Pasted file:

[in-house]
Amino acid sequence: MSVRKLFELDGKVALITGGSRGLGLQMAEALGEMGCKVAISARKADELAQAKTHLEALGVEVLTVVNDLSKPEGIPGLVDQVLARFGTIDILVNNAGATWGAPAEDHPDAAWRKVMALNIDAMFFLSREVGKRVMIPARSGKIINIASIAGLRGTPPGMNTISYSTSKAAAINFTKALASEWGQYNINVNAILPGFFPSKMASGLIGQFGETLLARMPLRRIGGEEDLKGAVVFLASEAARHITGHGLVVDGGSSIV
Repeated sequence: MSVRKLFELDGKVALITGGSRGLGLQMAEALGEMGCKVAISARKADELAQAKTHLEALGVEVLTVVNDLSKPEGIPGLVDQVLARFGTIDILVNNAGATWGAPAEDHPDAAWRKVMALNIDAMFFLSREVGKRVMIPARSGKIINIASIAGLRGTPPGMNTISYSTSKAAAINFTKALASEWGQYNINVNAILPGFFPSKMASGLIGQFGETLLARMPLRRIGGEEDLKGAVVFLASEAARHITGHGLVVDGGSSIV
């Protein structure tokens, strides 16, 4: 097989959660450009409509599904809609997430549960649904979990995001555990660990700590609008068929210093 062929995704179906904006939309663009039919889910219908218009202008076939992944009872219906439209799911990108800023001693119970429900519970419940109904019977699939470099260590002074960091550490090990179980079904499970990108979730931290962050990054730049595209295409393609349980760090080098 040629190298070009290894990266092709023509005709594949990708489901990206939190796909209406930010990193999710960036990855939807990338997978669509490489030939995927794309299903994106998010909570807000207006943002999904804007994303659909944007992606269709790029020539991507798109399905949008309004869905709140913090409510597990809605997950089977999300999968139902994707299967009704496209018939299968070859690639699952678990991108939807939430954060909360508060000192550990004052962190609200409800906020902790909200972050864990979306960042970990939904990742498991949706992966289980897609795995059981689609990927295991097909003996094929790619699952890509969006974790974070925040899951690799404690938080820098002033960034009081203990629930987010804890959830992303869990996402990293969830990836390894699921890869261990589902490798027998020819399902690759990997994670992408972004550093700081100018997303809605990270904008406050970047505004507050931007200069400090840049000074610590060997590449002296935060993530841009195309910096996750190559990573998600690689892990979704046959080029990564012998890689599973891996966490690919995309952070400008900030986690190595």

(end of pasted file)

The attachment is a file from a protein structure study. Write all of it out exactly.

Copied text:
[in-house]
Amino acid sequence: MSVRKLFELDGKVALITGGSRGLGLQMAEALGEMGCKVAISARKADELAQAKTHLEALGVEVLTVVNDLSKPEGIPGLVDQVLARFGTIDILVNNAGATWGAPAEDHPDAAWRKVMALNIDAMFFLSREVGKRVMIPARSGKIINIASIAGLRGTPPGMNTISYSTSKAAAINFTKALASEWGQYNINVNAILPGFFPSKMASGLIGQFGETLLARMPLRRIGGEEDLKGAVVFLASEAARHITGHGLVVDGGSSIV
Repeated sequence: MSVRKLFELDGKVALITGGSRGLGLQMAEALGEMGCKVAISARKADELAQAKTHLEALGVEVLTVVNDLSKPEGIPGLVDQVLARFGTIDILVNNAGATWGAPAEDHPDAAWRKVMALNIDAMFFLSREVGKRVMIPARSGKIINIASIAGLRGTPPGMNTISYSTSKAAAINFTKALASEWGQYNINVNAILPGFFPSKMASGLIGQFGETLLARMPLRRIGGEEDLKGAVVFLASEAARHITGHGLVVDGGSSIV
């Protein structure tokens, strides 16, 4: 097989959660450009409509599904809609997430549960649904979990995001555990660990700590609008068929210093 062929995704179906904006939309663009039919889910219908218009202008076939992944009872219906439209799911990108800023001693119970429900519970419940109904019977699939470099260590002074960091550490090990179980079904499970990108979730931290962050990054730049595209295409393609349980760090080098 040629190298070009290894990266092709023509005709594949990708489901990206939190796909209406930010990193999710960036990855939807990338997978669509490489030939995927794309299903994106998010909570807000207006943002999904804007994303659909944007992606269709790029020539991507798109399905949008309004869905709140913090409510597990809605997950089977999300999968139902994707299967009704496209018939299968070859690639699952678990991108939807939430954060909360508060000192550990004052962190609200409800906020902790909200972050864990979306960042970990939904990742498991949706992966289980897609795995059981689609990927295991097909003996094929790619699952890509969006974790974070925040899951690799404690938080820098002033960034009081203990629930987010804890959830992303869990996402990293969830990836390894699921890869261990589902490798027998020819399902690759990997994670992408972004550093700081100018997303809605990270904008406050970047505004507050931007200069400090840049000074610590060997590449002296935060993530841009195309910096996750190559990573998600690689892990979704046959080029990564012998890689599973891996966490690919995309952070400008900030986690190595």